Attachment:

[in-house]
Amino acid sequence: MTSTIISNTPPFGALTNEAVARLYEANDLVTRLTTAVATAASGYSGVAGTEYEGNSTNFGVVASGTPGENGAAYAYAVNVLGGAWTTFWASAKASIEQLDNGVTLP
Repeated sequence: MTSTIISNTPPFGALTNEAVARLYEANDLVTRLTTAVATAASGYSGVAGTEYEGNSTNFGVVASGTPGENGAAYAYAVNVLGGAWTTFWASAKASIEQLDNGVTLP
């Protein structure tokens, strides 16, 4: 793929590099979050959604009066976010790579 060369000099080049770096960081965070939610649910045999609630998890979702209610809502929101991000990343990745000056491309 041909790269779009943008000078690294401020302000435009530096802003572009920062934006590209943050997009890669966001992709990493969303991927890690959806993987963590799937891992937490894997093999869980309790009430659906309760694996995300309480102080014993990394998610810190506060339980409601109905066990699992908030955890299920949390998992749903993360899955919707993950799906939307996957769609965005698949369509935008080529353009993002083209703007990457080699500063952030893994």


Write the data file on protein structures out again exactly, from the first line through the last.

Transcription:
[in-house]
Amino acid sequence: MTSTIISNTPPFGALTNEAVARLYEANDLVTRLTTAVATAASGYSGVAGTEYEGNSTNFGVVASGTPGENGAAYAYAVNVLGGAWTTFWASAKASIEQLDNGVTLP
Repeated sequence: MTSTIISNTPPFGALTNEAVARLYEANDLVTRLTTAVATAASGYSGVAGTEYEGNSTNFGVVASGTPGENGAAYAYAVNVLGGAWTTFWASAKASIEQLDNGVTLP
């Protein structure tokens, strides 16, 4: 793929590099979050959604009066976010790579 060369000099080049770096960081965070939610649910045999609630998890979702209610809502929101991000990343990745000056491309 041909790269779009943008000078690294401020302000435009530096802003572009920062934006590209943050997009890669966001992709990493969303991927890690959806993987963590799937891992937490894997093999869980309790009430659906309760694996995300309480102080014993990394998610810190506060339980409601109905066990699992908030955890299920949390998992749903993360899955919707993950799906939307996957769609965005698949369509935008080529353009993002083209703007990457080699500063952030893994």